On Thu, Sep 9, 2010 at 8:44 PM, josef.pktd@gmail.com wrote:

On Thu, Sep 9, 2010 at 11:32 PM, Keith Goodman kwgoodman@gmail.com wrote:

On Thu, Sep 9, 2010 at 8:07 PM, Keith Goodman kwgoodman@gmail.com wrote:

On Thu, Sep 9, 2010 at 7:22 PM, cpblpublic cpblpublic+numpy@gmail.com wrote:

I am looking for some reaally basic statistical tools. I have some sample data, some sample weights for those measurements, and I want to calculate a mean and a standard error of the mean.

How about using a bootstrap?

Array and weights:

a = np.arange(100) w = np.random.rand(100) w = w / w.sum()

Initialize:

n = 1000 ma = np.zeros(n)

Save mean of each bootstrap sample:

for i in range(n):

....: idx = np.random.randint(0, 100, 100) ....: ma[i] = np.dot(a[idx], w[idx]) ....: ....:

Error in mean:

ma.std()

3.854023384833674

Sanity check:

np.dot(w, a)

49.231127299096954

ma.mean()

49.111478821225127

Hmm...should w[idx] be renormalized to sum to one in each bootstrap sample?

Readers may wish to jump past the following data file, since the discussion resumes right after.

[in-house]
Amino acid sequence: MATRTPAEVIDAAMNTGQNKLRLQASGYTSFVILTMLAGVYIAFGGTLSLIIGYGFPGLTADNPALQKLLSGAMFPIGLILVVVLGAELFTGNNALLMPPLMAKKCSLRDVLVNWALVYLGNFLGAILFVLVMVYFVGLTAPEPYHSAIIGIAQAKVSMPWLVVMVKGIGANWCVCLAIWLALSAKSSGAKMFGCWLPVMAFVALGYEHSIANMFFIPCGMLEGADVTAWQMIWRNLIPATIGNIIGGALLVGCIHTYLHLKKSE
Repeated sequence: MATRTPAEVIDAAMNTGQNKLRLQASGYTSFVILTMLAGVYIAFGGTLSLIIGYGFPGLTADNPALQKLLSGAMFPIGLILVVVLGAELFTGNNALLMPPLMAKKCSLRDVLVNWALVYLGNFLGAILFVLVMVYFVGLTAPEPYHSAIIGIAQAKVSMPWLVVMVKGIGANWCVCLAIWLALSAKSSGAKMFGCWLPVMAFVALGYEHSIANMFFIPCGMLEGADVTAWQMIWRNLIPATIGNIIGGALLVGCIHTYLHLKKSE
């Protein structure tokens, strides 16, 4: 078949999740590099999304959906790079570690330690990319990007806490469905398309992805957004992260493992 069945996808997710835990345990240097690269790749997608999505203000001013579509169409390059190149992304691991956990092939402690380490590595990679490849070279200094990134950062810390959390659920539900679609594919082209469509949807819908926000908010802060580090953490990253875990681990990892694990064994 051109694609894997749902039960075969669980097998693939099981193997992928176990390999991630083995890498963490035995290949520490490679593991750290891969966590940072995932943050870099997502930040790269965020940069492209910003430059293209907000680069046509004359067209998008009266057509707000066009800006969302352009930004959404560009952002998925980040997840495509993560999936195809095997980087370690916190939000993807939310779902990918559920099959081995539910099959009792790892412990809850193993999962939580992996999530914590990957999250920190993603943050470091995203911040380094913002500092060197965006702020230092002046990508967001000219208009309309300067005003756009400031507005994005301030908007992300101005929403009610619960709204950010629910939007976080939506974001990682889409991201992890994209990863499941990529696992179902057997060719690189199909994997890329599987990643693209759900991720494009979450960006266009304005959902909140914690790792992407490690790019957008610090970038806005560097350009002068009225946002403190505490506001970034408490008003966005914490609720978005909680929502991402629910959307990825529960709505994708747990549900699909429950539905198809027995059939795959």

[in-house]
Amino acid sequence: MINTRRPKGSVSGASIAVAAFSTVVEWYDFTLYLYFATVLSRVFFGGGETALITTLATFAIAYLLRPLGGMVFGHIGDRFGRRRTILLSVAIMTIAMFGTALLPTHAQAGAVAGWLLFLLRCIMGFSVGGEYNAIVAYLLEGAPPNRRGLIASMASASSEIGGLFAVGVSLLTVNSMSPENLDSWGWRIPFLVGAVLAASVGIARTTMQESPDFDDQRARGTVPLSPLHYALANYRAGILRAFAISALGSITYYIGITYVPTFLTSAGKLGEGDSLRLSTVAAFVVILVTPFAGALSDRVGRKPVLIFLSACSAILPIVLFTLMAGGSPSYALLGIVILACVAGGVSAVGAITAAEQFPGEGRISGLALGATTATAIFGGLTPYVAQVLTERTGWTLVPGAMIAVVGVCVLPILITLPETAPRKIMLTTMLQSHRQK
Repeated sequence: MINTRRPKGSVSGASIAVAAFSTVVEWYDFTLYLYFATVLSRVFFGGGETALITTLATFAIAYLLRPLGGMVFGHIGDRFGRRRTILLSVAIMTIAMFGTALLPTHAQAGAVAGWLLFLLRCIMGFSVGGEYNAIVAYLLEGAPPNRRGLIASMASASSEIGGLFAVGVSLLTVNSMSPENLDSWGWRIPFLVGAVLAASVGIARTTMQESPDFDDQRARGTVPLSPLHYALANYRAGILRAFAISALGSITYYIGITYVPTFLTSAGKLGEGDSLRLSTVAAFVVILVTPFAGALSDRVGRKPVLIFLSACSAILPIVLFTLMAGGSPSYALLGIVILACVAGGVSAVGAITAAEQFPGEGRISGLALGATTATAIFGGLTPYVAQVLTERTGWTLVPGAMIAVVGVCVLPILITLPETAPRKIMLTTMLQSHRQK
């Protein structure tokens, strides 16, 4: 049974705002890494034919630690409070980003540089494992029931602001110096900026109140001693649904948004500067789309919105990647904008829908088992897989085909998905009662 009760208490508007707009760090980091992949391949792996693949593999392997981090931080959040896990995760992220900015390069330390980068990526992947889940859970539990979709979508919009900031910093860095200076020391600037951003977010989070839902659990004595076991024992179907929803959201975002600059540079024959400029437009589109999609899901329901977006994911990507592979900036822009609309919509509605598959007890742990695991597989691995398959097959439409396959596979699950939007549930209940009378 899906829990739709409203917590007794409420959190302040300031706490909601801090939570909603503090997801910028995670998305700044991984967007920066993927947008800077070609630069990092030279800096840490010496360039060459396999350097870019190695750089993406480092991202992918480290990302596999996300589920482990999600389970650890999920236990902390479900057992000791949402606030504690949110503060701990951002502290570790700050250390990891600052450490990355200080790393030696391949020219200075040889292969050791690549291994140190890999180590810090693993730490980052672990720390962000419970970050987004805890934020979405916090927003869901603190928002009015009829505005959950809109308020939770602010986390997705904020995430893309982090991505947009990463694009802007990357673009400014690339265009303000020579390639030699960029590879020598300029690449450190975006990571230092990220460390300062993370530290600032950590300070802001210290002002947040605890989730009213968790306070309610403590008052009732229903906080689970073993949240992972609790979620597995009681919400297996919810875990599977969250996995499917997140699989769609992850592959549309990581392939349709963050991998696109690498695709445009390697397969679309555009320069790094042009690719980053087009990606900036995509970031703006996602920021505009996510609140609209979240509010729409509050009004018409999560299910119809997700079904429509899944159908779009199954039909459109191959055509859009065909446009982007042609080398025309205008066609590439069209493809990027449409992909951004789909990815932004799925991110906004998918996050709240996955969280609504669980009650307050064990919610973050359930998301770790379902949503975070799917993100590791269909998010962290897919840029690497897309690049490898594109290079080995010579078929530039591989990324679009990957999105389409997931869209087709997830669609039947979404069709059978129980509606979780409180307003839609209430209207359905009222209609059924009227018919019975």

Or perhaps there is no uncertainty about the weights, in which case:

for i in range(n):

....: idx = np.random.randint(0, 100, 100) ....: ma[i] = np.dot(a[idx], w) ....: ....:

ma.std()

3.2548815339711115

or maybe `w` reflects an underlying sampling scheme and you should sample in the bootstrap according to w ?

Yes....

if weighted average is a sum of linear functions of (normal) distributed random variables, it still depends on whether the individual observations have the same or different variances, e.g. http://en.wikipedia.org/wiki/Weighted_mean#Statistical_properties

...lots of possibilities. As you have shown the problem is not yet well defined. Not much specification needed for the weighted mean, lots needed for the standard error of the weighted mean.

What I can't figure out is whether if you assume simga_i = sigma for all observation i, do we use the weighted or the unweighted variance to get an estimate of sigma. And I'm not able to replicate with simple calculations what statsmodels.WLS gives me.

My guess: if all you want is sigma of the individual i and you know sigma is the same for all i, then I suppose you don't care about the weight.

???

Josef

NumPy-Discussion mailing list NumPy-Discussion@scipy.org http://mail.scipy.org/mailman/listinfo/numpy-discussion

NumPy-Discussion mailing list NumPy-Discussion@scipy.org http://mail.scipy.org/mailman/listinfo/numpy-discussion